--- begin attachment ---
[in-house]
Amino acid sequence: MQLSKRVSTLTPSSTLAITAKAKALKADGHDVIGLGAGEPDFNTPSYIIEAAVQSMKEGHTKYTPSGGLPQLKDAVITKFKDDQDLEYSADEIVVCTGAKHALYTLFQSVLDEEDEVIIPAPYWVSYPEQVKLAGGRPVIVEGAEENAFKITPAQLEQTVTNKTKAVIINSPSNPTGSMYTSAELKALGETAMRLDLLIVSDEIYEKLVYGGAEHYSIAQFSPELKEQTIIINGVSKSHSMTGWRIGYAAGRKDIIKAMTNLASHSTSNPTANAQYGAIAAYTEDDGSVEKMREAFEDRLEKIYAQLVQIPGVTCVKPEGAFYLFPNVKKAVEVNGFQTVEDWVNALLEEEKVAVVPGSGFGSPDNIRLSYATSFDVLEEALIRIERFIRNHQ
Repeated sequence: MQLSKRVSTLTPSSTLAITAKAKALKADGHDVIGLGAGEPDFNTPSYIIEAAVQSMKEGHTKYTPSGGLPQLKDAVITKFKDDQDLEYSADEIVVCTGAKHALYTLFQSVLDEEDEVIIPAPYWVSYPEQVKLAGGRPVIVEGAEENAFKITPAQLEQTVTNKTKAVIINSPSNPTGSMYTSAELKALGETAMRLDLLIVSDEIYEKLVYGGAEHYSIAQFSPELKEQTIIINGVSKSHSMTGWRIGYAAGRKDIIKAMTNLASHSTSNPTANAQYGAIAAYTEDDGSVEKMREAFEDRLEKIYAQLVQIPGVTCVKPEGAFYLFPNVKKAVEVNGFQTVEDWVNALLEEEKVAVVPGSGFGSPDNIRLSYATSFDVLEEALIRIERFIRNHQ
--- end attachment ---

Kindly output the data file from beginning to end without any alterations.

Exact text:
[in-house]
Amino acid sequence: MQLSKRVSTLTPSSTLAITAKAKALKADGHDVIGLGAGEPDFNTPSYIIEAAVQSMKEGHTKYTPSGGLPQLKDAVITKFKDDQDLEYSADEIVVCTGAKHALYTLFQSVLDEEDEVIIPAPYWVSYPEQVKLAGGRPVIVEGAEENAFKITPAQLEQTVTNKTKAVIINSPSNPTGSMYTSAELKALGETAMRLDLLIVSDEIYEKLVYGGAEHYSIAQFSPELKEQTIIINGVSKSHSMTGWRIGYAAGRKDIIKAMTNLASHSTSNPTANAQYGAIAAYTEDDGSVEKMREAFEDRLEKIYAQLVQIPGVTCVKPEGAFYLFPNVKKAVEVNGFQTVEDWVNALLEEEKVAVVPGSGFGSPDNIRLSYATSFDVLEEALIRIERFIRNHQ
Repeated sequence: MQLSKRVSTLTPSSTLAITAKAKALKADGHDVIGLGAGEPDFNTPSYIIEAAVQSMKEGHTKYTPSGGLPQLKDAVITKFKDDQDLEYSADEIVVCTGAKHALYTLFQSVLDEEDEVIIPAPYWVSYPEQVKLAGGRPVIVEGAEENAFKITPAQLEQTVTNKTKAVIINSPSNPTGSMYTSAELKALGETAMRLDLLIVSDEIYEKLVYGGAEHYSIAQFSPELKEQTIIINGVSKSHSMTGWRIGYAAGRKDIIKAMTNLASHSTSNPTANAQYGAIAAYTEDDGSVEKMREAFEDRLEKIYAQLVQIPGVTCVKPEGAFYLFPNVKKAVEVNGFQTVEDWVNALLEEEKVAVVPGSGFGSPDNIRLSYATSFDVLEEALIRIERFIRNHQ